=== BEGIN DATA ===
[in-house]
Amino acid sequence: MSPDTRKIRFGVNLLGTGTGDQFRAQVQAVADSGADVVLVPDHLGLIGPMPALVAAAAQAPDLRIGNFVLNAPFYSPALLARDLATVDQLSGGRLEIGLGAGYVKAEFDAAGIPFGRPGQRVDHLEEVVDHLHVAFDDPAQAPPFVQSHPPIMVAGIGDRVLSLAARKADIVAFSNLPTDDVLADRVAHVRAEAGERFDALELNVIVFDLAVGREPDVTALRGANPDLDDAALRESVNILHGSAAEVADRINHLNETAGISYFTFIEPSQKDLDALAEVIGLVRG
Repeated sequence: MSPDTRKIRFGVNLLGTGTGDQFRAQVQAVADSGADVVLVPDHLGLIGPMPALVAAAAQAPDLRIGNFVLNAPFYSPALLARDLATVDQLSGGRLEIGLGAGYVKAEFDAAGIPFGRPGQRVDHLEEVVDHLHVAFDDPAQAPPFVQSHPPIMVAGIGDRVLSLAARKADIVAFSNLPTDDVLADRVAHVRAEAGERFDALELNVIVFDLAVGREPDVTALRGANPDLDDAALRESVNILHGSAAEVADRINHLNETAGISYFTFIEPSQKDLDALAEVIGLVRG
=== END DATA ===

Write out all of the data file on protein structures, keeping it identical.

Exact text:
[in-house]
Amino acid sequence: MSPDTRKIRFGVNLLGTGTGDQFRAQVQAVADSGADVVLVPDHLGLIGPMPALVAAAAQAPDLRIGNFVLNAPFYSPALLARDLATVDQLSGGRLEIGLGAGYVKAEFDAAGIPFGRPGQRVDHLEEVVDHLHVAFDDPAQAPPFVQSHPPIMVAGIGDRVLSLAARKADIVAFSNLPTDDVLADRVAHVRAEAGERFDALELNVIVFDLAVGREPDVTALRGANPDLDDAALRESVNILHGSAAEVADRINHLNETAGISYFTFIEPSQKDLDALAEVIGLVRG
Repeated sequence: MSPDTRKIRFGVNLLGTGTGDQFRAQVQAVADSGADVVLVPDHLGLIGPMPALVAAAAQAPDLRIGNFVLNAPFYSPALLARDLATVDQLSGGRLEIGLGAGYVKAEFDAAGIPFGRPGQRVDHLEEVVDHLHVAFDDPAQAPPFVQSHPPIMVAGIGDRVLSLAARKADIVAFSNLPTDDVLADRVAHVRAEAGERFDALELNVIVFDLAVGREPDVTALRGANPDLDDAALRESVNILHGSAAEVADRINHLNETAGISYFTFIEPSQKDLDALAEVIGLVRG